America's Divide Over Guns Making Us Safer or Less Safe By Luke Perry

America's Divide Over Guns Making Us Safer or Less Safe By Luke Perry

School shootings are a uniquely American problem, making analysis of gun policy a complicated and sensitive topic. Like many national issues, deep divides between rural and urban Americans help explain Congressional inaction.

I have lived throughout rural America for nearly 20 years, including cattle country in Nebraska and the deserts of Utah. Guns are widely accepted and utilized for hunting and defense, including from natural predators who attack livestock and hikers. 

Both states allow students at public colleges and universities where I taught to carry firearms on campus with a concealed weapon permit. Utah even has an official state gun.

 Photo by Ravell Call, Deseret News

Photo by Ravell Call, Deseret News

Most people who legally possess firearms, including here locally, consider themselves safe gun owners who take seriously the social responsibility that accompanies owning and operating a deadly weapon. I have experienced this firsthand target shooting.

At the same time, I have lived in urban communities, including some with deadly challenges from gun violence. When guns are fired at friends and family, as I have also experienced, they are dangerous and horrifying.

My current students include those who have lost loved ones to gun violence. The last thing they want is more guns in their communities.

Our society has an estimated 265 million civilians guns, far more than any other country. Americans experience more gun violence than any other Western democracy.

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America also has a written constitution that uniquely protects the right to bear arms. This right has been maintained by the courts, even though the original impetus of ensuring “a well-regulated militia” dissipated with the creation of a permanent military.

All freedoms have limits. Citizens are never free to do whatever they want, whenever they want. This applies to guns, speech, assembly, religion and the rest of the Bill of Rights.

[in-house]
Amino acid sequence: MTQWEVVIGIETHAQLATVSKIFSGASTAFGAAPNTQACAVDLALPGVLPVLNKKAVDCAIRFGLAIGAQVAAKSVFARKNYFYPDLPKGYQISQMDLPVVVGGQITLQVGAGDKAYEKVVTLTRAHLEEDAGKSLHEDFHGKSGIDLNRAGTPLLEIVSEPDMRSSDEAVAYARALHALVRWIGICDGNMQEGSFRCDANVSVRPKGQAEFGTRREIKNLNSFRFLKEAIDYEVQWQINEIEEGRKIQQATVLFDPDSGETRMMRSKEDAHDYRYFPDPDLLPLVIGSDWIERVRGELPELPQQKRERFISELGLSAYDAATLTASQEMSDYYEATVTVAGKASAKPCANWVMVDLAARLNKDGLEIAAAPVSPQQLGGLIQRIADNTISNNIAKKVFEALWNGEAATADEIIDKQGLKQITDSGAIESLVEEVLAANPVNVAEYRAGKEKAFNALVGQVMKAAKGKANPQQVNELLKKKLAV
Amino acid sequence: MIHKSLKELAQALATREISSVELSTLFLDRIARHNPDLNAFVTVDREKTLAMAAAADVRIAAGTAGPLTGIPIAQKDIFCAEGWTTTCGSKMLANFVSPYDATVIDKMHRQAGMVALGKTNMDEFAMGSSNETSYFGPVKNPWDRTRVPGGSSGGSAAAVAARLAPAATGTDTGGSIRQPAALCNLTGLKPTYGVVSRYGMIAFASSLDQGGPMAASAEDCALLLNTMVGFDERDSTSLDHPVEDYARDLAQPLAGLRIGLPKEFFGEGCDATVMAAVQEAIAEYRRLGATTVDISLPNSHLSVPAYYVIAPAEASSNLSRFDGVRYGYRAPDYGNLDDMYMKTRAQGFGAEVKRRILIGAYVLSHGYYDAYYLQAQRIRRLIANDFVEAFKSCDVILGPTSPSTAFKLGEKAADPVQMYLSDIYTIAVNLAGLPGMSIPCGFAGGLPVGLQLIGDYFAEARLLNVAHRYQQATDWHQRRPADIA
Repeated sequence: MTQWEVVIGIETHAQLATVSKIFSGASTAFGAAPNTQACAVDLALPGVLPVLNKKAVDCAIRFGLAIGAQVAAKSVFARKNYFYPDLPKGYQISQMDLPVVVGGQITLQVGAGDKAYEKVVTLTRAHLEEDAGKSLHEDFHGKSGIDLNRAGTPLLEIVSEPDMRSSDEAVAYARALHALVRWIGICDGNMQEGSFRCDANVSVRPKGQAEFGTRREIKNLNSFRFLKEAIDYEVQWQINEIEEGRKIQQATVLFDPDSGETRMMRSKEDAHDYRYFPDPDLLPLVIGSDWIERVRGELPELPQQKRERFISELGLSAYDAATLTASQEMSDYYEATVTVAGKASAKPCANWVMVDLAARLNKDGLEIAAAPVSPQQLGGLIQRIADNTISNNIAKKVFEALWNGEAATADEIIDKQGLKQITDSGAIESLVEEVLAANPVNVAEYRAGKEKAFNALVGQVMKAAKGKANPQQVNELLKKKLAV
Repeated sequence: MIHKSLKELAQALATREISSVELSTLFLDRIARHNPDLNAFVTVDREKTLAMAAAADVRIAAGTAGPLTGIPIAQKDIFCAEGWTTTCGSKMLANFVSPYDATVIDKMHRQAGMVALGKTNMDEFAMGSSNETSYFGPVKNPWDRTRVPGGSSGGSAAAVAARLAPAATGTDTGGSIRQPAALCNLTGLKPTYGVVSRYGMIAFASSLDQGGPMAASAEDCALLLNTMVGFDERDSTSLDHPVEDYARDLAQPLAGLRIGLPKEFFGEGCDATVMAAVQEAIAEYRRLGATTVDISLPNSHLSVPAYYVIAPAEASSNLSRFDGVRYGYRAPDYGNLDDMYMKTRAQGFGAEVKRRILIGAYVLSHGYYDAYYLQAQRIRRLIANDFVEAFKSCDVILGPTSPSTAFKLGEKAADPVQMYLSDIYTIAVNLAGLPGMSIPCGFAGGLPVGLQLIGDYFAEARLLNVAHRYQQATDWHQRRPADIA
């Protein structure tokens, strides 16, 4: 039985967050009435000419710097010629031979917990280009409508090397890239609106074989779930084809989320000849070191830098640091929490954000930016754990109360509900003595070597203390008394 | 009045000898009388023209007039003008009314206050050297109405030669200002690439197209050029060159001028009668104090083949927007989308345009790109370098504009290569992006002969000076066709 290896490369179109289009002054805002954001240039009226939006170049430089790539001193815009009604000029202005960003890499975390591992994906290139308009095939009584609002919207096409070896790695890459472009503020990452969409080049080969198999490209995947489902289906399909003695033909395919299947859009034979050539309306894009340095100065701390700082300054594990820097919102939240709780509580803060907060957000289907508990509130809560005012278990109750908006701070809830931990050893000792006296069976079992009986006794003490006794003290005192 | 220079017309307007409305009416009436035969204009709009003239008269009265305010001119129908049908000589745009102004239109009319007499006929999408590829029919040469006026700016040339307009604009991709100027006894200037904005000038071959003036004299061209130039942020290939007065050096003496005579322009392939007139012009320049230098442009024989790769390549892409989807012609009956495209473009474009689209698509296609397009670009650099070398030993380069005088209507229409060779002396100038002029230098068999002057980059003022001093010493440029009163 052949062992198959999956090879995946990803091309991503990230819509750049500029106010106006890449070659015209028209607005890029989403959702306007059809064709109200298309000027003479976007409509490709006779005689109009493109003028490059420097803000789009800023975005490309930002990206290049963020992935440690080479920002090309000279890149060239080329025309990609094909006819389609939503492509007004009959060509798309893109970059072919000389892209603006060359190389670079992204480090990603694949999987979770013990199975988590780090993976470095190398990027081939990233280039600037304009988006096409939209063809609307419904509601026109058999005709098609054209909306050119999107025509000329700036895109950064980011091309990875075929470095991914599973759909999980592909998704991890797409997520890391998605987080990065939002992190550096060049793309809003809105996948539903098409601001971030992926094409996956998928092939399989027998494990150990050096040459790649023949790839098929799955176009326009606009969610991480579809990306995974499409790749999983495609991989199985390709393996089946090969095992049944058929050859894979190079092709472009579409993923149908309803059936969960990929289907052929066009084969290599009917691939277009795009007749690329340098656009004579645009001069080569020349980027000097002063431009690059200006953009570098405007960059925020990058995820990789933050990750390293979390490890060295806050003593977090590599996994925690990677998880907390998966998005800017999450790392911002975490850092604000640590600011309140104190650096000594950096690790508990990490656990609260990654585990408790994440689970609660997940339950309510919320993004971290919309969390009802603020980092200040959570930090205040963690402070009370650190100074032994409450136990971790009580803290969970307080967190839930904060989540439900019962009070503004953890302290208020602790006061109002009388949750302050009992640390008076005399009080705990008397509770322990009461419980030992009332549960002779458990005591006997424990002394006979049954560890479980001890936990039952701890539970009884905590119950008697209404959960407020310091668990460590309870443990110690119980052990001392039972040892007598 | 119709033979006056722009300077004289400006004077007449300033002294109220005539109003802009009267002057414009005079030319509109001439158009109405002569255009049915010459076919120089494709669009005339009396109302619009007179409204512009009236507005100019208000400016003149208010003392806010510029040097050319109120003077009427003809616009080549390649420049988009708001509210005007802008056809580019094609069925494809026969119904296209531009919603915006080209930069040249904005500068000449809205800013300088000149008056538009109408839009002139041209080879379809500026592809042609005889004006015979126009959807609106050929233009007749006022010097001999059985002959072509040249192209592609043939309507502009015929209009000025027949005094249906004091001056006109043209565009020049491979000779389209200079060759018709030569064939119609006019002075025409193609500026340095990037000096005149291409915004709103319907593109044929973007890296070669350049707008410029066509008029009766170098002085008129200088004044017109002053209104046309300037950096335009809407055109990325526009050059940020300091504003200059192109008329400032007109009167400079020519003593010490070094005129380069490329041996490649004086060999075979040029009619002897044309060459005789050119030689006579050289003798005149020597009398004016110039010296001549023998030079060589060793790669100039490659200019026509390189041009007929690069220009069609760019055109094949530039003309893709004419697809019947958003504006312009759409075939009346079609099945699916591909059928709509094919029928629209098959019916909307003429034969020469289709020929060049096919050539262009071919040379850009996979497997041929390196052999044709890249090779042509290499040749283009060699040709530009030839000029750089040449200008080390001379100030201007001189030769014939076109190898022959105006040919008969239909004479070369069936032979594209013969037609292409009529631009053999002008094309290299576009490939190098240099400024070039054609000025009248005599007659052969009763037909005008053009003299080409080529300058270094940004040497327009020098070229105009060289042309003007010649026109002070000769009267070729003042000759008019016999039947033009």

Governments most often limit freedoms in the interest of public safety, their primary concern. This is where things get sticky.

Public health scientists know that having a gun in one’s home increases the risk of being the victim of gun violence. Far more Americans kill themselves with a firearm than are murdered by one.

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That said, it’s understandable that gun advocates want to protect constitutional rights, particularly those who have broken no laws and consider themselves no danger to themselves or anyone else.

It’s equally understandable that citizens at large want to better protect public safety, particularly of children, who are being killed and traumatized.

While both sides want gun violence to end, the problem is lack of widespread consensus over whether the prevalence of guns in society makes us safer or less safe.

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America’s two party system is split along this divide. Republicans tend to believe that high levels of gun ownership make people safer. Democrats tend to disagree. Each party advocates for its views, fueling gridlock.

Electorally, most members of Congress represent solidly conservative/liberal constituencies respectively. They are reluctant to budge on this issue, fearing a primary challenge from the far right or far left.

The president has used executive power to prohibit bump-stocks and called for strengthening background checks. High school students in Florida were instrumental in this development by effectively advocating for change through social and national media. Trump then proposed arming teachers.

Attitudinal differences between urban and rural communities are stark and run deep. Without greater understanding and acceptance on both sides, any policy response is likely to be minimal.   

 

 Luke Perry (@PolSciLukePerry) is Chair and Professor of Government at Utica College. 

 

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